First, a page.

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Keeping Quality Forecast

For more information on the Keeping Quality Forecast, please contact the Plant Pathologist, Dr. Erika Saalau-Rojas at (508) 295-2212, extension 18.

Historical Keeping Quality Forecasts


The Keeping Quality Forecast for June 2015 is for GOOD keeping quality.

We calculated 7 of a possible 16 points for the final 2015 forecast. The positive forecast derives mainly from the low rainfall averages observed during April and May (2 points awarded). The Keeping Quality Forecast (KQF) should serve as a reference when making fungicide management decisions against fruit rot.

A GOOD forecast suggests that in beds with little or low disease pressure, 2 to 3 fungicide applications may be sufficient to control fruit rot this season. That is not to say that you should make all fungicide decisions based on the final KQF. Other factors such as disease pressure, drainage conditions, overall plant vigor, and plant varieties should be considered when designing your fruit rot management program. For example, beds with a history of fruit rot may require more fungicide applications for adequate disease control. Bear in mind that proper bog management (drainage, irrigation, and fertilization), practicing late water, and removing crop debris (trash floods) may also help in increasing fungicide efficacy.

If you have any questions about fungicide efficacy, fungicide resistance management, or need help in deciding which fungicides to use this year, please feel free to reach Erika at (508) 295-2212 ext.18 or via email at

Erika Saalau Rojas (Extension Plant Pathologist)


The forecast is GOOD for keeping quality.

As of April 1, there are 5 out of 10 possible points that favor keeping quality for the 2015 Massachusetts cranberry crop. The 5 points were based on the cumulative sunshine hours being low in February and high in March (3 points) and low average air temperature during March (2 points). High rainfall in March prevented us from getting any additional points. The final keeping quality forecast (available after June 1) may improve if temperature and rainfall conditions during April and May remain cool and dry. Unless the final keeping quality forecast worsens or you have areas with a history of high fruit rot disease pressure, the preliminary forecast suggests that fewer fungicide applications and /or using less than the maximum recommended fungicide application rate may be sufficient for proper fruit rot management. However, keep in mind that all chemical applications should be carried out according to product label instructions and that due to fungicide resistance concerns you should never use less than the lowest recommended fungicide rate.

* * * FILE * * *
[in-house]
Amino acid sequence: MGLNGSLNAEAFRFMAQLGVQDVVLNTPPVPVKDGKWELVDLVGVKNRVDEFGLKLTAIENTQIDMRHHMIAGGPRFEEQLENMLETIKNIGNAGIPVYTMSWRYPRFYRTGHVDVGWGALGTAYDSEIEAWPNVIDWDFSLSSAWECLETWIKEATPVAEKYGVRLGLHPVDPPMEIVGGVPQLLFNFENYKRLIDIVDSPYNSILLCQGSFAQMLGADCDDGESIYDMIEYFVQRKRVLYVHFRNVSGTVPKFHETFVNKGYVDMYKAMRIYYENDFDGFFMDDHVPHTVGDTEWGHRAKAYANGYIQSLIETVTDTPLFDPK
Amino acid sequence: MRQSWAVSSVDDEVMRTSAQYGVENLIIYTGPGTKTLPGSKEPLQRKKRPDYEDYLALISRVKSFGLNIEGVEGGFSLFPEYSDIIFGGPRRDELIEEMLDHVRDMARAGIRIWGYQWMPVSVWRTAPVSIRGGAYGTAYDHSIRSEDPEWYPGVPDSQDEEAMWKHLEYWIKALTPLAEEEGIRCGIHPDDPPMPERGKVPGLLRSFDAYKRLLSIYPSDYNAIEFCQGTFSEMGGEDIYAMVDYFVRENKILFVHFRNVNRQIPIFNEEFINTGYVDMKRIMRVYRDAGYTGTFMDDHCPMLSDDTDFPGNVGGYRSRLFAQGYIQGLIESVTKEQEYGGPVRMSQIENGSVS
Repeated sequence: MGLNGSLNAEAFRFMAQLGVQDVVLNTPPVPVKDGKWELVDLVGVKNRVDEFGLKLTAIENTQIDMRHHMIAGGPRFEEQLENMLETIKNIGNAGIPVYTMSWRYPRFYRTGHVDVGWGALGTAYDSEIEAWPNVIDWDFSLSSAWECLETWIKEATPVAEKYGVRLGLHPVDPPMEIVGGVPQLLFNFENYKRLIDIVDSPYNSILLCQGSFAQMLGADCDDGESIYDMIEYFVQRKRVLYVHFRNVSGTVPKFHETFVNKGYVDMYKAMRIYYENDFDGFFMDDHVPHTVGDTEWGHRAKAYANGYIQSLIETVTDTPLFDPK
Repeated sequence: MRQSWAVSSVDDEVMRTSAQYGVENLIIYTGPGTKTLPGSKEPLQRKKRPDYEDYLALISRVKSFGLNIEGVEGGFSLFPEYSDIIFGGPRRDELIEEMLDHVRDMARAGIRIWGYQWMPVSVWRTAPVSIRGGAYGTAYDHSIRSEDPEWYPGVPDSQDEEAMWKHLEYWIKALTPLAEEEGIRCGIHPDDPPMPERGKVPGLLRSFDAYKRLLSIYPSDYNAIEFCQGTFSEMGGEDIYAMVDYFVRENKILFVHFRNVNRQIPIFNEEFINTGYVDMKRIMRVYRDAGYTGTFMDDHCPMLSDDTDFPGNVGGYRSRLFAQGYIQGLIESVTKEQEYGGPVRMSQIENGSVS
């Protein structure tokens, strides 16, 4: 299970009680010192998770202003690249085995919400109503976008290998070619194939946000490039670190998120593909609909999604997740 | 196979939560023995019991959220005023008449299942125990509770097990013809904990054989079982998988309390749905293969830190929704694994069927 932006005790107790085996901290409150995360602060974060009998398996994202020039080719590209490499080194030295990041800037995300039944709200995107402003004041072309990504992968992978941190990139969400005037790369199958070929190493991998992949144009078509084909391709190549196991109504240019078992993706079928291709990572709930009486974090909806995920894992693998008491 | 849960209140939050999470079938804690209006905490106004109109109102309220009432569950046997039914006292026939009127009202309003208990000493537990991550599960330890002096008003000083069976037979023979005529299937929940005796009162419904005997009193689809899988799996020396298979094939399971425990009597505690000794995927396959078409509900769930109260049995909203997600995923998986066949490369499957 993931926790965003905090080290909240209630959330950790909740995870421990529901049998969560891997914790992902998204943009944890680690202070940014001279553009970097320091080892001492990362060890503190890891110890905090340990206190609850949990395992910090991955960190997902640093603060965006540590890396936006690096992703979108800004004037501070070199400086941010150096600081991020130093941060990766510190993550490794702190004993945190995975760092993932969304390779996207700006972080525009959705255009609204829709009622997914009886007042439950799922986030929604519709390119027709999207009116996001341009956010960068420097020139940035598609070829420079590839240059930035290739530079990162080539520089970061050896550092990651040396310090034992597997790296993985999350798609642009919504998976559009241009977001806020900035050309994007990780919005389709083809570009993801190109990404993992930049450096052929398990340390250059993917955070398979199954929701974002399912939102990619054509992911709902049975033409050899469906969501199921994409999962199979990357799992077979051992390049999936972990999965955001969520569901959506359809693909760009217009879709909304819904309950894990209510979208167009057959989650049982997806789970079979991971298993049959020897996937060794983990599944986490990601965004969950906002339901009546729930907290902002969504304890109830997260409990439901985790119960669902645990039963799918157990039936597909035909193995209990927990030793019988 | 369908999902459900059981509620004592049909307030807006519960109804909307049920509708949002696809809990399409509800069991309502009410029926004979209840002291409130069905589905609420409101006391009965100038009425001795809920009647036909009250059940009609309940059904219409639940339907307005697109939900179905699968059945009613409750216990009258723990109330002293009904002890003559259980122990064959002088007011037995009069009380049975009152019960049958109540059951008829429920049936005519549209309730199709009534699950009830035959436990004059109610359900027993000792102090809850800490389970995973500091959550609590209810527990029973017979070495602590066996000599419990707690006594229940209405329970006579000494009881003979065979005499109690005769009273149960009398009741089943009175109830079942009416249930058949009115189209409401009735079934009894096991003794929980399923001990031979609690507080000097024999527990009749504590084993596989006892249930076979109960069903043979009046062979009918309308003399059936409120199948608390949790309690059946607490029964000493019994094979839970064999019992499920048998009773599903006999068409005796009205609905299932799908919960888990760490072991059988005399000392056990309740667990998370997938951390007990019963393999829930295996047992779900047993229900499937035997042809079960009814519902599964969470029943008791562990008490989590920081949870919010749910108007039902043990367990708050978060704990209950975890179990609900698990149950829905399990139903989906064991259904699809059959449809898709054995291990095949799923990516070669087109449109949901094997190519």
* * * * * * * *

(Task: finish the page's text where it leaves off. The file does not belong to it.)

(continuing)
As for holding late water this spring, it appears that there is no compelling reason to use late water to enhance fruit quality at harvest. Before considering this practice, assess if there was any major winter injury or if plants display any other stress symptoms and consider carefully your reasons for using later water.

Erika Saalau Rojas (Extension Plant Pathologist)

fruit rot



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